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I am puzzled why the supporters of the bailout haven’t produced definitive statistics showing that credit sources are drying up. I’ve read a lot of anecdotal evidence, but am not persuaded that it justifies laying out $700 billion.p>Also, why hasn’t the government demanded to examine the loan portfolios of banks so Treasury doesn’t have to buy a pike in the poke, and can get a better idea about the size of the crisis? br> — Ray Kisch /p>
Quin hit the nail on the head in so many places.
He gave due credit to the FDIC, SEC, and the Fed Reserve. Those institutions were able to stem the immediate tsunami within their existing authority — and they were able to do it largely behind the scenes (unlike Hank Paulson, who was clamoring for camera time at the drop of a hat). The only nit I have is that Quin intimates that there is still a requirement for some sort of Government-sponsored bailout, but maybe just not as big as was first proposed by the Administration, or as passed in the Senate last night.
I’m of the opinion that no bailout is required. Yes, legislation will need to be passed and signed. But it certainly should not be in the form of a bailout at taxpayer expense. Instead, the legislation should only address two issues: taxes and divestment. Congress should set the capital gains tax to 0%; this will repatriate the $6 trillion sitting in overseas accounts — U.S. companies will need to find ways to invest those funds — guess where the capital will go? Congress should also set the corporate tax rate to 0%; we pay them at the retail level anyway — companies are simply clearinghouses in the collection of those taxes. If both taxes are zeroed-out, the US economy will double in five years, and tax revenues will shoot through the roof to the point where the public will be clamoring for a further income tax decrease. The divestment, of course, would cover Fannie Mae and Freddie Mac. They should simply cease to exist.
Quin rightly identified our up and coming conservative leadership holding public office. One individual member I would also like to highlight is Congressman Mike Pence. Never mind that Rich Lowry of NRO fame called him “irresponsible” (I can hear WFB moaning and turning in his grave), Rep. Pence is a major guiding force in the House of Representatives and is the keeper (among some others) of the conservative movement in that institution. Even though he is in the minority, Mike’s voice commands respect. His speech on the House floor before the vote on Monday made me proud to be associated with the movement.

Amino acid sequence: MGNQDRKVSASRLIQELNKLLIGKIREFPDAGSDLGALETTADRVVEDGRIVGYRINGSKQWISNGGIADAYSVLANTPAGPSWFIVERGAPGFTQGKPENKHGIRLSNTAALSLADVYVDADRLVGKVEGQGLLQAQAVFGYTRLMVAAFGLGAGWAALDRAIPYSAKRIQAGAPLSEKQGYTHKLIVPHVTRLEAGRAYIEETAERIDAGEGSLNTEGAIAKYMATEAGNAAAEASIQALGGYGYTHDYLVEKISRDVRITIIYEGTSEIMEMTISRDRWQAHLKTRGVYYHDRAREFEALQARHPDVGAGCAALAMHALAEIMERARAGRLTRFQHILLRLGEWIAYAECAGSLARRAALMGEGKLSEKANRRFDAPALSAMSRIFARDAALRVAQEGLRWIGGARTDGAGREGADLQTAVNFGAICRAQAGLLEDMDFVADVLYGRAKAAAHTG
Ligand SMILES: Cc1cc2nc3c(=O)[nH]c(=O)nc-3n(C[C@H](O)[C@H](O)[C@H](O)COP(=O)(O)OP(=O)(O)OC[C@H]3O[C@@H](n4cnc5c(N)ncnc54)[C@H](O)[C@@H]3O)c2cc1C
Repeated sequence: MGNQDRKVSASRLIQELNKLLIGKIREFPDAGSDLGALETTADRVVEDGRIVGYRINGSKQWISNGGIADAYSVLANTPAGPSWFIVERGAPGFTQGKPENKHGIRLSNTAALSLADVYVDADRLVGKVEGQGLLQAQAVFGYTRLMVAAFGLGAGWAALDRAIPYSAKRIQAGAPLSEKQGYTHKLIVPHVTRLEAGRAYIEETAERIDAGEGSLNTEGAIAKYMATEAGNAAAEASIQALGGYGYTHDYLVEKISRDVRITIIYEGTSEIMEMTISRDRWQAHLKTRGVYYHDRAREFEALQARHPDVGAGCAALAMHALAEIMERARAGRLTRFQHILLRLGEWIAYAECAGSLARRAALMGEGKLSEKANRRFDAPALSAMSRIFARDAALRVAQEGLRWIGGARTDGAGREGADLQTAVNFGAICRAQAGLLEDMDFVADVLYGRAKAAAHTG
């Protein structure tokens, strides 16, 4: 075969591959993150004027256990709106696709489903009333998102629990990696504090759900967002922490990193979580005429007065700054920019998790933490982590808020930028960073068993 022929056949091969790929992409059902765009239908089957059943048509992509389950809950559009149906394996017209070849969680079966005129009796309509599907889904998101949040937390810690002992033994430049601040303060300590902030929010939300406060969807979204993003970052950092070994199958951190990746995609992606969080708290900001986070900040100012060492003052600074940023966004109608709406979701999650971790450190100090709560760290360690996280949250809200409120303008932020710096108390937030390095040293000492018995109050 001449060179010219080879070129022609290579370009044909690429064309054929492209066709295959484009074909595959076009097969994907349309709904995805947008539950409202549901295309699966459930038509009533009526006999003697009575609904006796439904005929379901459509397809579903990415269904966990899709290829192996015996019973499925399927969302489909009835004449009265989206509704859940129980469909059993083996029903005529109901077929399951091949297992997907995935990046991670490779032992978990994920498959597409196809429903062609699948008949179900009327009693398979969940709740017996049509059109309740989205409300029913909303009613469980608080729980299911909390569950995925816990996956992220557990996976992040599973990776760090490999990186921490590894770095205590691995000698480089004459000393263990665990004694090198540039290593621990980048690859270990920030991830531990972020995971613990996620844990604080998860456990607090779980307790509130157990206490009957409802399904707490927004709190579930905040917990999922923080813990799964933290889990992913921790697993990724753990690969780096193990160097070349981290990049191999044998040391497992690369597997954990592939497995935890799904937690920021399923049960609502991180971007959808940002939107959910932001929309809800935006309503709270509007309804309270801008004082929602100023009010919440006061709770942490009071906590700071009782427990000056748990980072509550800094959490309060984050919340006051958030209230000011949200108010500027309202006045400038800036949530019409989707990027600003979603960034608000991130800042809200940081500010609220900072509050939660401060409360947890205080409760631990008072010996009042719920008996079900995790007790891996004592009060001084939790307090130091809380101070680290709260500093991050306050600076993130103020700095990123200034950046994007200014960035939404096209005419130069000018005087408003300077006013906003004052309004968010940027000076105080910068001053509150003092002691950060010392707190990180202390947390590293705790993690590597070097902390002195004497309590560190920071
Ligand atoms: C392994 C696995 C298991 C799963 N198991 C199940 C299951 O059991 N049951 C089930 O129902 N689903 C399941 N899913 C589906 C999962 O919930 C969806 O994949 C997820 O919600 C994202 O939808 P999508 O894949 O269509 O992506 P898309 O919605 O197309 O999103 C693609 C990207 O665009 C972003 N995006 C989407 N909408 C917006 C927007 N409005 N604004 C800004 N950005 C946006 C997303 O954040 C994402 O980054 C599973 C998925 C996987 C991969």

At the end of the day, the post-mortem on this fiasco will show that the starting point was passage of the CRA; the tipping point was the relaxation of loan standards in ‘99; and that the glue holding it all together was in the form of two unaccountable GSEs.p>Now it’s time for the free market to do what the Government could never do — institute internal reforms that make sense and that can be self-governed in this economy. br> — Owen H. Carneal, Jr.
A man of faith in a godless age is hitting Americans where it hurts.
Mr. and Mrs. American Spectator Reader, let P.J. O’Rourke talk sense to your kids.
In Britain, defending your property can get you life.
The debacle of this president’s administration is both a cause and a symptom of the decline of American values. Unless Congress impeaches him, that decline will go on unchecked. An eminent jurist surveys the damage and assesses the chances for the recovery of our culture.
It won’t take long for conservatives to scratch this presidential wannabe off their 2008 scorecard.
The American Christmas, like the songs that celebrate it, makes room for everybody under the rainbow. Is that why so many people seem to be hostile to it?
Was the President done in by the economy, or by the politics of the economy?